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Emmy Magazine: The Chris Carter Workout

Emmy Magazine
The Chris Carter Workout
Barry Garron

Maybe he’d rather be surfing, but since the success of his X-Files, Chris Carter’s idea of hanging ten is keeping both hand on the keyboard. Now with two series on the air. Those long days keep getting longer.

Let’s start with this: Chris Carter says he’s not a workaholic. If you can believe that-and many people have trouble doing so-the rest of the story is going to be fairly easy to swallow.

That’s because the rest of the story is about how Carter, creator and executive producer of The X-Files and, as of March, The Lone Gunmen, crafts his series and his beliefs that (a) TV is a business that’s comfortable with failure and (b) Hollywood is a place that eschews hard work. Sure, those propositions are debatable, but not as much as Carter’s notion about his affinity for work.

Being a workaholic, he says, suggests a compulsion to work. As he speaks, Carter sits in his production office on the 20th Century Fox lot in West L.A., where you can usually find him between six-thirty each morning and evening. “My compulsion is to make something good and right-to be as good as it can be. So I’m a quality-aholic,”

It’s a distinction that probably matters more to Carter than the rest of the world. According to him, if he didn’t have to spend all those hours getting things right-if he wasn’t so afraid of failure-if he didn’t have to thoroughly satisfy himself that the hard work of his production team was going to have a satisfying payoff for viewers-well, he’d be out the door and down at the beach in Santa Barbara, surfboard in hand.

Fat Chance.

“I don’t see anyway around it if you want to make a successful television show,” he says of the long hours. And each award and scrap of praise makes him work all the harder, he adds, if only to live up to the accolades.

Robert Patrick, added to The X-Files cast this season with the reduced presence of David Duchovny, professes amazement “at how easy Chris is to find. All you have to do is call his office. He’s there every hour of the day. That poor guy works his ass off.”

So maybe it’s a lost cause for Carter, forty-four, to deny his addiction to work. If it’s the truth, it’s out there anyway. Besides, this soft-spoken, intense, idealistic, fiercely loyal, often demanding storyteller has no shortage of other thoughts worth considering. For example, about TV: “It’s a business where they dare you to succeed and, if you take that dare, you’re taking the chance of failure. I’m just kind of realistic about that.”

That sounds straight forward enough-until you remember that Carter, despite his oft-confessed fear of failure, refuses to play it safe. Cop shows, medical shows, lawyer shows? Forget it. Carter wants to do shows about FBI agents who investigate the paranormal (The X-Files), about an FBI agent who sees through the eyes of the criminals he pursues (Millennium), about a soldier trapped in a life-and-death world of virtual reality (Harsh Realm), and, now, about a team of bumbling but earnest investigative reporters who uncover amazing crimes and conspiracies (The Lone Gunmen).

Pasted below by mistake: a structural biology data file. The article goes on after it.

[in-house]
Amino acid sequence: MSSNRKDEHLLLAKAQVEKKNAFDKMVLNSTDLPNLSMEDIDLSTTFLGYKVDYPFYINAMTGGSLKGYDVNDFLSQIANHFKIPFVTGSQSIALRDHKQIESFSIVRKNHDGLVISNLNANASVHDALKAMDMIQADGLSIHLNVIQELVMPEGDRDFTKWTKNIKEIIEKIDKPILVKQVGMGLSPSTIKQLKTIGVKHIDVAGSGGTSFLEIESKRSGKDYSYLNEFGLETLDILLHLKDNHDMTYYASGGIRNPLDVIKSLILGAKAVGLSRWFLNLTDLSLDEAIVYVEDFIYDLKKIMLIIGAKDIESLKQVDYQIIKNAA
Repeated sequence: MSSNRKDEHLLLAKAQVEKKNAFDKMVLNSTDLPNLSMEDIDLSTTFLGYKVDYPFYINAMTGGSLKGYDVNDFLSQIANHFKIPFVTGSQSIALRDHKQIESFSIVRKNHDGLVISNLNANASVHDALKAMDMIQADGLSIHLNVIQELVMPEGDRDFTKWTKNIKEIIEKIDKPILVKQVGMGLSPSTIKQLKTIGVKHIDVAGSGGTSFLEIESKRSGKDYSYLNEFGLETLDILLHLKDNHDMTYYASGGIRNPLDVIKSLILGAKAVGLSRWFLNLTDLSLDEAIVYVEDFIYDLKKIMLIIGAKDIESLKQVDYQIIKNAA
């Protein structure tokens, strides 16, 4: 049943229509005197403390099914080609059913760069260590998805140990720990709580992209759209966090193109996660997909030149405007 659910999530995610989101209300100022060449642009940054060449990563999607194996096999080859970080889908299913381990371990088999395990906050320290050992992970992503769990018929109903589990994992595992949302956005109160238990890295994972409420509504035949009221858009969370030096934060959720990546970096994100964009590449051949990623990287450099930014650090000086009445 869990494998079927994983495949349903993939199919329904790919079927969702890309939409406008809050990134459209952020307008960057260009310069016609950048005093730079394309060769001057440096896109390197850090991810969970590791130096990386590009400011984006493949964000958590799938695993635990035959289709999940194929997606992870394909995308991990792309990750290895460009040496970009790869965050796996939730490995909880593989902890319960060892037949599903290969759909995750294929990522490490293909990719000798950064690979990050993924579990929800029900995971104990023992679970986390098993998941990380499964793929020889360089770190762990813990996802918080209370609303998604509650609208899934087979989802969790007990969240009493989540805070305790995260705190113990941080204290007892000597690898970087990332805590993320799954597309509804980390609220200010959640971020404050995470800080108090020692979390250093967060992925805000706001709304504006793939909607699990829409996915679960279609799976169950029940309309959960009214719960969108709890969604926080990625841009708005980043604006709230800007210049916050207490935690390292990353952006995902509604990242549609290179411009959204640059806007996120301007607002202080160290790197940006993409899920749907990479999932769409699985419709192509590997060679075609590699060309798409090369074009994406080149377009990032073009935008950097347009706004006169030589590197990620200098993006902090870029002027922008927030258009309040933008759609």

The X-Files, for which a ninth season was under discussion at press time, has achieved TV legend status but, like most unconventional shows, selling the premise wasn’t easy. Fox executives had to be persuaded that viewers would rally round a series that capitalized on fear and that Carter’s chosen leads-Duchovny and, particularly, Gillian Anderson-were right for the parts.

“The X-Files is the result of my setting out to do something that wasn’t on TV at the time, which was a good, scary show,” Carter says. “I would say that the idea of the show has always been to scare people.” Not surprisingly, among his favorite shows growing up were Alfred Hitchcock Presents, the classic mystery anthology series; Night Gallery, the supernatural anthology series with host Rod Serling; and The Night Stalker, the mid-seventies fantasy series in which a reporter stalked a new, mysterious murderer each week.

As X-Files developed, he realized that it also must be about Fox Mulder and Dana Scully, the believer and the skeptic who became instant hits with viewers. “I think the show succeeds best when it succeeds with these characters,” he says, “and it succeeds wonderfully when it succeeds in its storytelling and its character development.”

Millennium lasted three seasons and Carter considers it a success, too, though clearly not of X-Files proportions. Harsh Realm is another story, though. Introduced last fall, it lasted only three episodes. Doug Herzog, then Fox president, failed to nurture or promote the show, Carter says, and likely didn’t understand it. The producer concedes that in fulfilling a network request, he may have tried to pack too much background and exposition into those early episodes, asking too much of viewers. “It was a huge disappointment because I think we had done good work and nobody ever knew the show was on.”

He has a different sense about Lone Gunmen, a spinoff of X-Files, though hugely different in tone. “You can feel when a show is working and you can feel when a show is inspired,” he says, “and this feels inspired. The stories make you laugh just hearing the log lines.”

While The X-Files is a drama with comedic elements, Lone Gunmen – starring Bruce Harwood, Tom Braidwood, Dean Haglund, Stephen Snedden and Zuleikha Robinson-is a comedy with just enough drama to provide the framework for the plot. Viewer exposure was guaranteed by a launch on the popular Sunday-night Fox schedule. “It’s about misdeeds at all levels of society,” Carter says. “But it’s really about the disenfranchised little guy or some injustice that’s overlooked or buried. These guys pick up the cases that no one wants to take.”

Because Carter is not a producer who abandons one creation for another, he found himself doing double duty much of this season, splitting his time between the two shows. “We don’t just write these scripts and hand them to someone to produce them,” he says. “We spend a lot of time talking about what we should see when, where the camera should be, delivery of information.” Let the camera tell as much of the story as possible, Carter maintains, but don’t make it a character. “These shows are very cinematic in their approach,” he explains. “They require a relationship between the crew, the production personnel, the director and the writing producers. It’s a very collaborative and cooperative endeavor.”